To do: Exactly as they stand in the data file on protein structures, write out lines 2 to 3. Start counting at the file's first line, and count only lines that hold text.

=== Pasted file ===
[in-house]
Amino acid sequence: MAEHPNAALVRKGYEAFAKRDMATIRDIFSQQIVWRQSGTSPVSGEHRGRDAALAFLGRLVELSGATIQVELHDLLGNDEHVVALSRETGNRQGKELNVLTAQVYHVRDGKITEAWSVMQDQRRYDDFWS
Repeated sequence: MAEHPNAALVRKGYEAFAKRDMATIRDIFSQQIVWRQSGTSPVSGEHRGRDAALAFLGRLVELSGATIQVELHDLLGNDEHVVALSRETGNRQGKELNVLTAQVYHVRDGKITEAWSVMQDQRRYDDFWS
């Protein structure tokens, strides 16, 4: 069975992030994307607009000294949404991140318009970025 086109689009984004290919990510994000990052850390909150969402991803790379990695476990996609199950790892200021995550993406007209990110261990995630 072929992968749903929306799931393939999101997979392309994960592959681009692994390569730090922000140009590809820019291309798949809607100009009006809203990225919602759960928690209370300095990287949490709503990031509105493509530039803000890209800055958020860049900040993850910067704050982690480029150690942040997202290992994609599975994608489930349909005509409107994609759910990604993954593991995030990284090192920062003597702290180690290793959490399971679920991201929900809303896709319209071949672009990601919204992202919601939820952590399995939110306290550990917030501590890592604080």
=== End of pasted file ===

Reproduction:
Amino acid sequence: MAEHPNAALVRKGYEAFAKRDMATIRDIFSQQIVWRQSGTSPVSGEHRGRDAALAFLGRLVELSGATIQVELHDLLGNDEHVVALSRETGNRQGKELNVLTAQVYHVRDGKITEAWSVMQDQRRYDDFWS
Repeated sequence: MAEHPNAALVRKGYEAFAKRDMATIRDIFSQQIVWRQSGTSPVSGEHRGRDAALAFLGRLVELSGATIQVELHDLLGNDEHVVALSRETGNRQGKELNVLTAQVYHVRDGKITEAWSVMQDQRRYDDFWS